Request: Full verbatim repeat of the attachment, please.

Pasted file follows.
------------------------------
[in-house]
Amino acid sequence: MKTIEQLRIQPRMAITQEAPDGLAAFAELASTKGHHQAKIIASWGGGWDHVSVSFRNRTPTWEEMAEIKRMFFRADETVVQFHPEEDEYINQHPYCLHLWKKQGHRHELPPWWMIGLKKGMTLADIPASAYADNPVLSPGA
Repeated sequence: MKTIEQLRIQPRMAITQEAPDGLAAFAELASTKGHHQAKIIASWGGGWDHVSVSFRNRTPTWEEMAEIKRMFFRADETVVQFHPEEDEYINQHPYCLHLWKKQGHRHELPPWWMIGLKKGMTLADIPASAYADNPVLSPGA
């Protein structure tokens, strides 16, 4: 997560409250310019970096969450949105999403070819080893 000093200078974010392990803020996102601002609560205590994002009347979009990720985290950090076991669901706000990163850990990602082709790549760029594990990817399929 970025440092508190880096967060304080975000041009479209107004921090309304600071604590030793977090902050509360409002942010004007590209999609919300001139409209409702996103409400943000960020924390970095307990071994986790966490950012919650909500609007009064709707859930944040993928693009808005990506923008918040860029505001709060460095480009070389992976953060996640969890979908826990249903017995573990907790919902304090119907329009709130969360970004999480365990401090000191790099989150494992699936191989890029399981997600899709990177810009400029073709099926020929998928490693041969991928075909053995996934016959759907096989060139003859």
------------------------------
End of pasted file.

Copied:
[in-house]
Amino acid sequence: MKTIEQLRIQPRMAITQEAPDGLAAFAELASTKGHHQAKIIASWGGGWDHVSVSFRNRTPTWEEMAEIKRMFFRADETVVQFHPEEDEYINQHPYCLHLWKKQGHRHELPPWWMIGLKKGMTLADIPASAYADNPVLSPGA
Repeated sequence: MKTIEQLRIQPRMAITQEAPDGLAAFAELASTKGHHQAKIIASWGGGWDHVSVSFRNRTPTWEEMAEIKRMFFRADETVVQFHPEEDEYINQHPYCLHLWKKQGHRHELPPWWMIGLKKGMTLADIPASAYADNPVLSPGA
């Protein structure tokens, strides 16, 4: 997560409250310019970096969450949105999403070819080893 000093200078974010392990803020996102601002609560205590994002009347979009990720985290950090076991669901706000990163850990990602082709790549760029594990990817399929 970025440092508190880096967060304080975000041009479209107004921090309304600071604590030793977090902050509360409002942010004007590209999609919300001139409209409702996103409400943000960020924390970095307990071994986790966490950012919650909500609007009064709707859930944040993928693009808005990506923008918040860029505001709060460095480009070389992976953060996640969890979908826990249903017995573990907790919902304090119907329009709130969360970004999480365990401090000191790099989150494992699936191989890029399981997600899709990177810009400029073709099926020929998928490693041969991928075909053995996934016959759907096989060139003859």